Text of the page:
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Roc Roc-It, the Clown Prince of Berlin

Roc Roc-It makes carny gold out of everyday objects. Grinning like a roly-poly overgrown tattooed child, he ambles onstage declaring, “This is the most dangerous stunt ever!” Then he reaches into a black drawstring bag and pulls out an ordinary disposable latex glove.

Making a big hoopla over stretching the glove out, he finally manages to distend the cuff over the top half of his face. Then he proceeds to huff and puff, inflating the glove on his head until it resembles a bloated coxcomb or a balloon mohawk. The audience laughs at the ridiculous sight of a potbellied man wearing a blown up glove on his head, but as the glove gets larger and larger, the laughter turns to cringes and cries of protest. Roc-It jacks up the mounting anticipation with goofy pratfalls and sideshow banter until the glove finally bursts all over his face.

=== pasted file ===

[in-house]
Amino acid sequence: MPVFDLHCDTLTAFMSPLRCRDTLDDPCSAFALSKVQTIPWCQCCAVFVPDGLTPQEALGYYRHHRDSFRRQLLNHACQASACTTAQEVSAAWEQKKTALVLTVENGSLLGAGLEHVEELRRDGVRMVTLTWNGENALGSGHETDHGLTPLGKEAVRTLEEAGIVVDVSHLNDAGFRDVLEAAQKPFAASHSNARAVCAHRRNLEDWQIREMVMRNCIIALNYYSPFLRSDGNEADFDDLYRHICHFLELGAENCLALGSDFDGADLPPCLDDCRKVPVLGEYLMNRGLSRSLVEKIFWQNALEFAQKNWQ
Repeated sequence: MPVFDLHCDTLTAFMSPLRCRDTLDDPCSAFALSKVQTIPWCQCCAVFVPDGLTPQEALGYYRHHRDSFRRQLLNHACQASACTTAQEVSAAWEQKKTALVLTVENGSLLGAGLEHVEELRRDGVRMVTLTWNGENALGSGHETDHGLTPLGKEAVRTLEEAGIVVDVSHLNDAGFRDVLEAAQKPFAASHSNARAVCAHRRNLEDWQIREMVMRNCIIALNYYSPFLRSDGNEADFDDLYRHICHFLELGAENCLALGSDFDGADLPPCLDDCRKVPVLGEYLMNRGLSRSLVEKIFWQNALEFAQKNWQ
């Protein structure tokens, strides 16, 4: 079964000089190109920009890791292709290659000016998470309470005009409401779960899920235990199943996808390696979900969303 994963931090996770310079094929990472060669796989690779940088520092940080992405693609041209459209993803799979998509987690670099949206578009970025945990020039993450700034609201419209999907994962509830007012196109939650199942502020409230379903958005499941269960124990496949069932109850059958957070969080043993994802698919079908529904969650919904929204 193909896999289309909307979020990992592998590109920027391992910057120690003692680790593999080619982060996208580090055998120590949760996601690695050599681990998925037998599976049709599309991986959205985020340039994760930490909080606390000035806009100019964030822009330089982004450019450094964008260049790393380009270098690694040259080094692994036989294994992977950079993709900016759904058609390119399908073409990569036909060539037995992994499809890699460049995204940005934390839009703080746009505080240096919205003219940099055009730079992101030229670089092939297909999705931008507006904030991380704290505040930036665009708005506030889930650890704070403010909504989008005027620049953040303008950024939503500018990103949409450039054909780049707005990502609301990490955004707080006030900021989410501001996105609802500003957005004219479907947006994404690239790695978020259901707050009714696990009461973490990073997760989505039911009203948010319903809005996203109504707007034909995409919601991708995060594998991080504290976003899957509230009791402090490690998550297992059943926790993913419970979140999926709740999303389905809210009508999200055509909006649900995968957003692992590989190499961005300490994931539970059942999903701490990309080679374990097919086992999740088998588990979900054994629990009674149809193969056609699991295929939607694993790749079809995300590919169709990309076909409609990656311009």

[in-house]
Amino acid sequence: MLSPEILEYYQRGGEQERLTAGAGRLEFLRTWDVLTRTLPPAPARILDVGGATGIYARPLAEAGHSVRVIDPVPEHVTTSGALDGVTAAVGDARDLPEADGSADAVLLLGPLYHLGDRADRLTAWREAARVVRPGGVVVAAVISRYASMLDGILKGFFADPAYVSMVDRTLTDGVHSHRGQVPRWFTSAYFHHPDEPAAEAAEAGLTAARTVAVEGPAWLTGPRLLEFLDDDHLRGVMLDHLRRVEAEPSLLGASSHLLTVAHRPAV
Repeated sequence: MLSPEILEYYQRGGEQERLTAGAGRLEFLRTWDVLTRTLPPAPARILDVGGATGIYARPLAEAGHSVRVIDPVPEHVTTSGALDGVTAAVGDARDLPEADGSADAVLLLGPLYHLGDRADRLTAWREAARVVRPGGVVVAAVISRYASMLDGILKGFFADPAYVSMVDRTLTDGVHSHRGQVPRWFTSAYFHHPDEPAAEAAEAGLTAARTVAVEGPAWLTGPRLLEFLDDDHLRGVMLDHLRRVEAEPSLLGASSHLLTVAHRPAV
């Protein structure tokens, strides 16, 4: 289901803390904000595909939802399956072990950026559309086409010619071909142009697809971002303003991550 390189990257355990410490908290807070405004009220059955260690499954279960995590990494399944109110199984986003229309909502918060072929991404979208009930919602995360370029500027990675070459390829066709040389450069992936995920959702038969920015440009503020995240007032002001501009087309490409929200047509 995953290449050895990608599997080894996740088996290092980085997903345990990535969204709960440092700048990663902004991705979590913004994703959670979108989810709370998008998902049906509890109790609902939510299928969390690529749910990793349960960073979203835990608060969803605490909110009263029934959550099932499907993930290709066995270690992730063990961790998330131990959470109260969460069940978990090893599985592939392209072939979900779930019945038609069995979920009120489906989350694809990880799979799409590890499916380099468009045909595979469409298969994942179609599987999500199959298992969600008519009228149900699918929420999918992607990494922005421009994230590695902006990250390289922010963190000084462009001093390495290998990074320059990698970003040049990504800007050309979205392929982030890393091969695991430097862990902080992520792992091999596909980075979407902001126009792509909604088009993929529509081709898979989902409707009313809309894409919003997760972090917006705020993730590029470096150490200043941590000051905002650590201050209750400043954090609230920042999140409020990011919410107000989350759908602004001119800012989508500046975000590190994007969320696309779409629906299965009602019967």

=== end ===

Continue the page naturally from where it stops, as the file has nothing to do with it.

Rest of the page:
With ingeniously simple acts like these, Roc-It has earned the monicker Clown Prince of Berlin. He has indeed lived in Berlin for about ten years – in a caravan outside a squat in an industrial part of Kreuzberg – but Roc-It was actually born in a small town near the Black Forest. “I’m a country boy,” he says with a wide smile that reveals several missing teeth. After several failed apprenticeships, he finally found his calling on a trip to Barcelona. “I saw all these street performers working on the Rambla,” he recalled, “and I was like, yeah, wow, that’s what I want to do.”

Sleeping on the beach and practicing everyday, he built up skills in Diabolo and fire. He learned to hammer a nail up his nose and juggle balls. Then after five years performing throughout Europe, he found himself in New Orleans breaking up with an ex-girlfriend. “I had two weeks left on my visa,” he said, “and I thought, fuck it, I’m going to go and visit some friends in New York.”